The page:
Falkland Islands Plant Conservation - Project completed (2007-2009)
Developing a strategy for the long-term protection of the Falkland Islands' native flora through the sustainable management of key plant communities
Collecting geo-referenced locations of Falkland Islands endemic plants
Photo: Martin Hamilton
Over 170 vascular plant species are native to the Falkland Islands, with 13 of them endemic to this UK Overseas Territory. The Vascular Flora of the Falkland Islands, published in 2002, provided an overview of the species present, their distribution and conservation status. The Falkland Islands' Red Data List includes 23 native plants. One of the greatest threats to the islands' native plants is invasive species; there are now more introduced plants (177 species) than native plants (171 species). Another threat to the native vegetation comes from the traditional grazing regimes of the sheep and cattle that represent the islands' major agricultural activity. These animals feed preferentially on palatable native species, suppressing their growth and reducing species diversity.
The Falkland Islands Plant Conservation Project established a strategy for the long-term protection of the Territory's native flora through the sustainable management of key plant communities. Kew contributed technical assistance to the project through collecting and survey programmes and built capacity within the Islands by providing training for project staff and volunteers in plant collecting skills, survey and monitoring techniques and the use of GIS. The Project Officer attended the 8-week course for the International Diploma in Plant Conservation Strategies in 2007.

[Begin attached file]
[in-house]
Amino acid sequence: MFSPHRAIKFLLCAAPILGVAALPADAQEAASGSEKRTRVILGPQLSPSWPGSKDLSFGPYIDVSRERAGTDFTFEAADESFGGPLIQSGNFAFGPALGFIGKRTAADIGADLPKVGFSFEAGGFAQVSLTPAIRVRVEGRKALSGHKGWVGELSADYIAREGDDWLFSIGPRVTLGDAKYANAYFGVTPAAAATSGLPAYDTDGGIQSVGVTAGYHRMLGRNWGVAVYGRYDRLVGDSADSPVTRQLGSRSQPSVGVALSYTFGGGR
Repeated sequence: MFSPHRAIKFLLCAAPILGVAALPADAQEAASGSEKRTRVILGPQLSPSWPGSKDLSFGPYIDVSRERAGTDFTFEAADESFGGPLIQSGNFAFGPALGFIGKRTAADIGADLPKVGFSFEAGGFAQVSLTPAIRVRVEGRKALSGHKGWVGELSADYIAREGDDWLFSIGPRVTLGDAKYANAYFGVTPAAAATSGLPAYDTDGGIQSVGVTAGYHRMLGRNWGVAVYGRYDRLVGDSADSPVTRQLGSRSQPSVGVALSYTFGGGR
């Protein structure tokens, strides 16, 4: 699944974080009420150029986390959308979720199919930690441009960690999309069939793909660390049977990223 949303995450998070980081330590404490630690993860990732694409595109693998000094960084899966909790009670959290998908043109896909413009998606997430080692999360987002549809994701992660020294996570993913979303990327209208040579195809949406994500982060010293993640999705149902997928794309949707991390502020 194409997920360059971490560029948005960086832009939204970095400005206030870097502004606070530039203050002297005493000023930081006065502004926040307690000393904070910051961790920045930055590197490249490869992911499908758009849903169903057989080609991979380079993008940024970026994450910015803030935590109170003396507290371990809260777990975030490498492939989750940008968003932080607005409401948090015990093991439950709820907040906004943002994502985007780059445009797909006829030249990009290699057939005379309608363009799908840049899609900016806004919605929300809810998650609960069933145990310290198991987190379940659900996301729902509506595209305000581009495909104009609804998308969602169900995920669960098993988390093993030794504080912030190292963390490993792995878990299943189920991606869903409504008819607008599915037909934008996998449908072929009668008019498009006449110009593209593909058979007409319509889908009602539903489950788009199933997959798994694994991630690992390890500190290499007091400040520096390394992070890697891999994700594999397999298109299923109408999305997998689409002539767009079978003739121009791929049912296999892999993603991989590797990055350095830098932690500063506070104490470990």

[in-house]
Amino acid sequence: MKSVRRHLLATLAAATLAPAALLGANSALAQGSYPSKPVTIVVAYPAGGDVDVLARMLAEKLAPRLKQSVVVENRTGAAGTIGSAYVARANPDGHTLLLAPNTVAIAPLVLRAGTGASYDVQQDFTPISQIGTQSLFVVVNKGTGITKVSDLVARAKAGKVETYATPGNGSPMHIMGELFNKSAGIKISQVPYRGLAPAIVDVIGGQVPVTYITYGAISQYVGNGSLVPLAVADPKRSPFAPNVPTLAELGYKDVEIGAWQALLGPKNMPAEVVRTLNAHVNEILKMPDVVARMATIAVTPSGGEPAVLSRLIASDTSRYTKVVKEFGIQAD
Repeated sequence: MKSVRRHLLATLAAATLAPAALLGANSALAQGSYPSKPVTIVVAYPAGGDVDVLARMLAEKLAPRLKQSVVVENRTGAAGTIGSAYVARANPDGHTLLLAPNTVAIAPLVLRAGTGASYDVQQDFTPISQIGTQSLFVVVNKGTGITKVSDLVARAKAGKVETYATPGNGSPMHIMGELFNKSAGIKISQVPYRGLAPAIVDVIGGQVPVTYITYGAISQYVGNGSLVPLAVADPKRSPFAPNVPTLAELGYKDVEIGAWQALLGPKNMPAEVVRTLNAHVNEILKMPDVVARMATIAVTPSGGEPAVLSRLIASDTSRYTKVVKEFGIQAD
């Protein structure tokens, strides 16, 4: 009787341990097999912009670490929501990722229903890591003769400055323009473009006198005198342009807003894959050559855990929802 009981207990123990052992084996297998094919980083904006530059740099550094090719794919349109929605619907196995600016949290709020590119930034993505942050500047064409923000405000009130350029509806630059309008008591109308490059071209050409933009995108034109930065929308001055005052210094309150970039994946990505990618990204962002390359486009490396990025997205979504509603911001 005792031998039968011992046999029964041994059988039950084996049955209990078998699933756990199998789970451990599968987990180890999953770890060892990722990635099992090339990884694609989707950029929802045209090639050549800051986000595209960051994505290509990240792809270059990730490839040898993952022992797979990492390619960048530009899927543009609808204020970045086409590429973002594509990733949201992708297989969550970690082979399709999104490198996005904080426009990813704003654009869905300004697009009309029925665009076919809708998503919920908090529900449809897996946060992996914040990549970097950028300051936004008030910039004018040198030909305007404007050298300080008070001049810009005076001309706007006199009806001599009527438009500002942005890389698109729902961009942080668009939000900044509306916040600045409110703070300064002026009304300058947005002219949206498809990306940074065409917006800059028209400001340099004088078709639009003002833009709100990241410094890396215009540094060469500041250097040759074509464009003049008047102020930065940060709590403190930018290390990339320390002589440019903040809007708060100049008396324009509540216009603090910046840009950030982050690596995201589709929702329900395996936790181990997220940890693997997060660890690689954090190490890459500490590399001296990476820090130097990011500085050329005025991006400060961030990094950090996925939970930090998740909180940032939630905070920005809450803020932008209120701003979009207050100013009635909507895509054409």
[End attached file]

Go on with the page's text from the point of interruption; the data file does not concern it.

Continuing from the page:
The project's major outputs comprised:
- an updated plant checklist and Red List for the Falkland Islands
- all herbarium voucher specimens incorporated into the UKOTs Online Herbarium
- establishment of herbarium facilities at the Falklands Conservation offices in Stanley and repatriation of a duplicate set of herbarium specimens collected during the project
- establishment of a seed bank
- collection of samples of genetic material of plant species of international conservation importance
- an Important Plant Areas (IPA) Directory, comprising 17 documented IPAs
- Species Action Plans for 10 of the plant species listed as endangered or critically endangered
- habitat action plants
- the monitoring of rotational grazing schemes to inform improved sustainable use of native plants.
Project staff have also provided botanical data for a concurrent 3-year project on reducing the impacts of invasive species on the South Atlantic UK Overseas Territories.
Project Leader: Hamilton, Martin A.
Herbarium, Library, Art and Archives
Colin Clubbe, Martin Hamilton, Justin Moat, Marcella Corcoran
Seed Conservation Department
Horticulture and Public Engagement
Project Partners and Collaborators
Environmental Planning Department, Falkland Islands Government
Department of Agriculture, Falkland Islands Government
Elephant Beach Farm
Royal Society for the Protection of Birds
Overseas Territories Environment Programme (OTEP) - Project No. FAL401
Clubbe, C. & Hamilton, M., & Corcoran, M. (2010). Using the Global Strategy for Plant Conservation to Guide Conservation Implementation in the UK Overseas Territories. Kew Bulletin 65: 509-717.